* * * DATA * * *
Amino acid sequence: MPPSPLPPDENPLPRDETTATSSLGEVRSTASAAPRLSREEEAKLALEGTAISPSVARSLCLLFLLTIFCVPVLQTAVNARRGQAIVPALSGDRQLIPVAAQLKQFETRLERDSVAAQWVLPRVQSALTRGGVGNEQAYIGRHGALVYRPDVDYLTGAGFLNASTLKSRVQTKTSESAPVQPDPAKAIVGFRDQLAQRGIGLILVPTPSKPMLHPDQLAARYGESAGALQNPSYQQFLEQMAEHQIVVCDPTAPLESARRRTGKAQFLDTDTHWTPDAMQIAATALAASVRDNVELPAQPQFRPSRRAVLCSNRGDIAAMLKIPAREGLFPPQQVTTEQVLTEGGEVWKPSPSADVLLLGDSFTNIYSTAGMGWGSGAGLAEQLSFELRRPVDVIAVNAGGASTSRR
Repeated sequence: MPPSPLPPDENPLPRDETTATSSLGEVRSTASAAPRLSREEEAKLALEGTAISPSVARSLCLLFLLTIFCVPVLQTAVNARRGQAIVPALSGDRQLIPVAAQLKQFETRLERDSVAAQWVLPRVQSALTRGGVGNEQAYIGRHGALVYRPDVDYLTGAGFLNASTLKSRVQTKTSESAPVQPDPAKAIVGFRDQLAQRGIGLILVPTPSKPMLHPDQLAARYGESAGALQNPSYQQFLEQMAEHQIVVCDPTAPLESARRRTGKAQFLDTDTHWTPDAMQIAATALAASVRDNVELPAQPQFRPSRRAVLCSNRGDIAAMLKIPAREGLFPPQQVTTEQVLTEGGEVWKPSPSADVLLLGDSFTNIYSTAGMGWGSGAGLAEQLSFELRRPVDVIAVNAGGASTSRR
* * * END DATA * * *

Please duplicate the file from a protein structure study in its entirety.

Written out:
Amino acid sequence: MPPSPLPPDENPLPRDETTATSSLGEVRSTASAAPRLSREEEAKLALEGTAISPSVARSLCLLFLLTIFCVPVLQTAVNARRGQAIVPALSGDRQLIPVAAQLKQFETRLERDSVAAQWVLPRVQSALTRGGVGNEQAYIGRHGALVYRPDVDYLTGAGFLNASTLKSRVQTKTSESAPVQPDPAKAIVGFRDQLAQRGIGLILVPTPSKPMLHPDQLAARYGESAGALQNPSYQQFLEQMAEHQIVVCDPTAPLESARRRTGKAQFLDTDTHWTPDAMQIAATALAASVRDNVELPAQPQFRPSRRAVLCSNRGDIAAMLKIPAREGLFPPQQVTTEQVLTEGGEVWKPSPSADVLLLGDSFTNIYSTAGMGWGSGAGLAEQLSFELRRPVDVIAVNAGGASTSRR
Repeated sequence: MPPSPLPPDENPLPRDETTATSSLGEVRSTASAAPRLSREEEAKLALEGTAISPSVARSLCLLFLLTIFCVPVLQTAVNARRGQAIVPALSGDRQLIPVAAQLKQFETRLERDSVAAQWVLPRVQSALTRGGVGNEQAYIGRHGALVYRPDVDYLTGAGFLNASTLKSRVQTKTSESAPVQPDPAKAIVGFRDQLAQRGIGLILVPTPSKPMLHPDQLAARYGESAGALQNPSYQQFLEQMAEHQIVVCDPTAPLESARRRTGKAQFLDTDTHWTPDAMQIAATALAASVRDNVELPAQPQFRPSRRAVLCSNRGDIAAMLKIPAREGLFPPQQVTTEQVLTEGGEVWKPSPSADVLLLGDSFTNIYSTAGMGWGSGAGLAEQLSFELRRPVDVIAVNAGGASTSRR